I first met Elouise Cobell in 1999 at an event in Montana for The Nature Conservancy. My parents were Nature Conservancy trustees, as was Elouise. As the saying goes, she “had me at hello.” Elouise and I talked awhile by the Blackfoot River, a focal conservation project for the Conservancy. What struck me then, and in every subsequent encounter with Elouise, was her graceful diplomacy and quiet, steadfast conviction. She was a listener, too. She did not seek to dominate a conversation, but was genuinely, reciprocally engaged.
VISIONS has worked on the Blackfeet Reservation since 1991, and throughout the nineteen nineties our teen community service projects usually intersected with organizations that Elouise founded. Soon into the conversation with Elouise, we both recognized the potential for a direct partnership between VISIONS and a couple of the nonprofits under her leadership.
The following summer Elouise became part of VISIONS high school students’ orientation in their first days on the reservation. She joined us for dinner and then spoke to kids and staff about the Blackfeet people, their past, present and future—especially the futureand about the Indian trusts trial that was taking up much of her time. She explained how the issues at the core of the lawsuit fit into an entrenched history of mismanagement of contracts between the United States Department of Interior and American Indian Tribes. I watched as our teenagers became literally spellbound listening to Elouise, and afterwards they could have kept asking her questions all night long.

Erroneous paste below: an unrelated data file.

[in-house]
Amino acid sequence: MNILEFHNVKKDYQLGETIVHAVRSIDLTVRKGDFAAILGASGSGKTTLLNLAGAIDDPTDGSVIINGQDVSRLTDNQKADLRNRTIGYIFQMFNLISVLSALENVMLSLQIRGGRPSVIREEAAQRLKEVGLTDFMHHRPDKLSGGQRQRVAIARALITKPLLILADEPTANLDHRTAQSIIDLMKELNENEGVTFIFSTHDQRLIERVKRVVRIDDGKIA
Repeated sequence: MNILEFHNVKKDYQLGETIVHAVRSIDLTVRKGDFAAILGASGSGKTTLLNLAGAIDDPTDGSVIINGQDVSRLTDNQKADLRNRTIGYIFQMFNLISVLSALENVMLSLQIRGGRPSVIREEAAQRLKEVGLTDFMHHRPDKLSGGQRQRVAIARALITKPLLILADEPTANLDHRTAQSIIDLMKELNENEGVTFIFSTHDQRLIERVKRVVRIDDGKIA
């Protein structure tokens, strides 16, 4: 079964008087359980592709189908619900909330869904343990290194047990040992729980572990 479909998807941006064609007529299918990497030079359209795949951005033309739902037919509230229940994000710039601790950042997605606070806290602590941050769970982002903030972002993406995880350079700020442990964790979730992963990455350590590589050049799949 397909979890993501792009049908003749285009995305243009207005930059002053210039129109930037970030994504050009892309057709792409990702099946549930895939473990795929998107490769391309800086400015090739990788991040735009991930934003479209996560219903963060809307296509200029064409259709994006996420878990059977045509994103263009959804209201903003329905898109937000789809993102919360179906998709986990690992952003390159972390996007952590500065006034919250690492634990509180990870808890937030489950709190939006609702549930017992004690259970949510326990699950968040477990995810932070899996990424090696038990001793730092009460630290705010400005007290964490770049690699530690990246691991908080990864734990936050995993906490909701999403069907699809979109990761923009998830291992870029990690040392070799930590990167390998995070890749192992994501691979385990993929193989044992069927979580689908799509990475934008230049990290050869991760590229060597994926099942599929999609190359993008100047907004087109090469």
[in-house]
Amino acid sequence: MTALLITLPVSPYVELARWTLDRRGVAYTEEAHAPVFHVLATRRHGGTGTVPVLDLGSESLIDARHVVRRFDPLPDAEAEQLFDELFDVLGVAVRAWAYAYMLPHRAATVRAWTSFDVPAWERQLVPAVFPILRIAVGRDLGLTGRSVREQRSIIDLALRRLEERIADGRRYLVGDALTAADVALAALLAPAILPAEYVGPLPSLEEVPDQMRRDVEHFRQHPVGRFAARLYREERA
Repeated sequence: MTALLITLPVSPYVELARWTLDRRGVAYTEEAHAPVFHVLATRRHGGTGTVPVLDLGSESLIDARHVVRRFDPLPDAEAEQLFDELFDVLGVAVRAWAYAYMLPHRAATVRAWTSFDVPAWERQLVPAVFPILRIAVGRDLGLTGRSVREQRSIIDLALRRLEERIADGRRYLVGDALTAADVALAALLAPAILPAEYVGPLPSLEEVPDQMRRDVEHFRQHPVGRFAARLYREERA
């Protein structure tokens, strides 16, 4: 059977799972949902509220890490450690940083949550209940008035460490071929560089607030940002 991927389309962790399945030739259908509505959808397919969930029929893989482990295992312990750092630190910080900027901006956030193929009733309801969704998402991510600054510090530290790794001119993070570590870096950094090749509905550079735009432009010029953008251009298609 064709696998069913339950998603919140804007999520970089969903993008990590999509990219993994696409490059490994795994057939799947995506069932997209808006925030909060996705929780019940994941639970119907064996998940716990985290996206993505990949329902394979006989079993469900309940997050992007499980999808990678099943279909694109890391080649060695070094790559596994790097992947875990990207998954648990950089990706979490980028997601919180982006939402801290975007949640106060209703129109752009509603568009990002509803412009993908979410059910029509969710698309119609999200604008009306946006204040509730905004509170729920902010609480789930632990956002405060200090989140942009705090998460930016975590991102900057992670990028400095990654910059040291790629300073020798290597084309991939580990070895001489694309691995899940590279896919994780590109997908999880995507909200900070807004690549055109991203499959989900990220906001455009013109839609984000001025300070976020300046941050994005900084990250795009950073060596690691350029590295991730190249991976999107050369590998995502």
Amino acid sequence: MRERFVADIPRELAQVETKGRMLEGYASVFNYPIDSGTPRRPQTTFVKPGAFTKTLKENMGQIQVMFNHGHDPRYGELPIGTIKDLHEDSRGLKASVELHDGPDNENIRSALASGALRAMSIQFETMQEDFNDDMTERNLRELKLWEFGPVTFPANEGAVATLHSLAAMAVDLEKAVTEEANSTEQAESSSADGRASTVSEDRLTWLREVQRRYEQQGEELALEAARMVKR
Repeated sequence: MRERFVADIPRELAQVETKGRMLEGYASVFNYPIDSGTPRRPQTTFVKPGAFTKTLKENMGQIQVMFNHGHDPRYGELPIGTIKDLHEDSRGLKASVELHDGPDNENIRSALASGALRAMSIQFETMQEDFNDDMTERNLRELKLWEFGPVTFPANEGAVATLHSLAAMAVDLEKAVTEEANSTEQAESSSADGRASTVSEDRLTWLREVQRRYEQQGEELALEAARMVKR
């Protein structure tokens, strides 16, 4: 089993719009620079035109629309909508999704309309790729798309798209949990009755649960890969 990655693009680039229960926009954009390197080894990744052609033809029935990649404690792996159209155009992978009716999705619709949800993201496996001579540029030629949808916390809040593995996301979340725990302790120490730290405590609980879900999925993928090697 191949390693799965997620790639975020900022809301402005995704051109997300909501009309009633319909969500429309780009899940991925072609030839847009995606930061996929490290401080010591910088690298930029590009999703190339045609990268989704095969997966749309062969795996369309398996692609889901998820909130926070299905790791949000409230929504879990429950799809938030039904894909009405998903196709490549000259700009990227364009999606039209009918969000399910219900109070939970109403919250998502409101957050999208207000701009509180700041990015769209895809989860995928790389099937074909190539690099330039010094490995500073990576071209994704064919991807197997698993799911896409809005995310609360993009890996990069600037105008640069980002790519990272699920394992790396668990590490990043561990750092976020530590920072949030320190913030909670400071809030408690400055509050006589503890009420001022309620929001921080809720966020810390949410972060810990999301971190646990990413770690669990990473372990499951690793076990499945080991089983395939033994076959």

Elouise’s way of stating plain facts compelled listeners to become invested in her quest for justice. She led a person to important information that could be processed in personal ways, so that you wanted to learn more, become involved, no longer a bystander to injustices from over the decades. I never felt furor in her manner. Here was a woman who had received death threats, who constantly lived in a battle of sorts, and who witnessed every day on the reservation the lingering, debilitating effects that a century of corrosive practices by the federal government had created for Indian tribes. Yet nothing in her demeanor betrayed a trace of bitterness or ill will. Her vision for her people, especially Blackfeet youth, was first and foremost optimistic.
Eventually, the Land Trusts trial dominated nearly all of Elouise’s time, yet she remained available to meet and speak with our teen volunteers almost every season. Increasingly, she criss-crossed the country to Washington, D.C., for meetings and to testify. There was a joke around the rez that if anyone knew anyone flying through Salt Lake City, they were told to “Say hi to Elouise!” at the airport.
The story of the Indian Land Trusts trial, from beginning to end, is by turns suspenseful, eye-opening, even outrageous, but most of all it is inspiring. It was one of the largest class-actions suits in the history of the U.S. government. Elouise was the lead plaintiff. The suit spanned three Presidencies, involved four Secretaries of the Department of Interior, and was a modern David and Goliath story.
All told, the effort lasted 16 years. If you haven’t read about it, it is well worth your time and essential, frankly, to your education about American history. There are dozens of references online from the Washington Post, the Los Angeles and New York Times to National Public Radio and the UK’s Telegraph, from Mother Jones to the Native American Times, and more.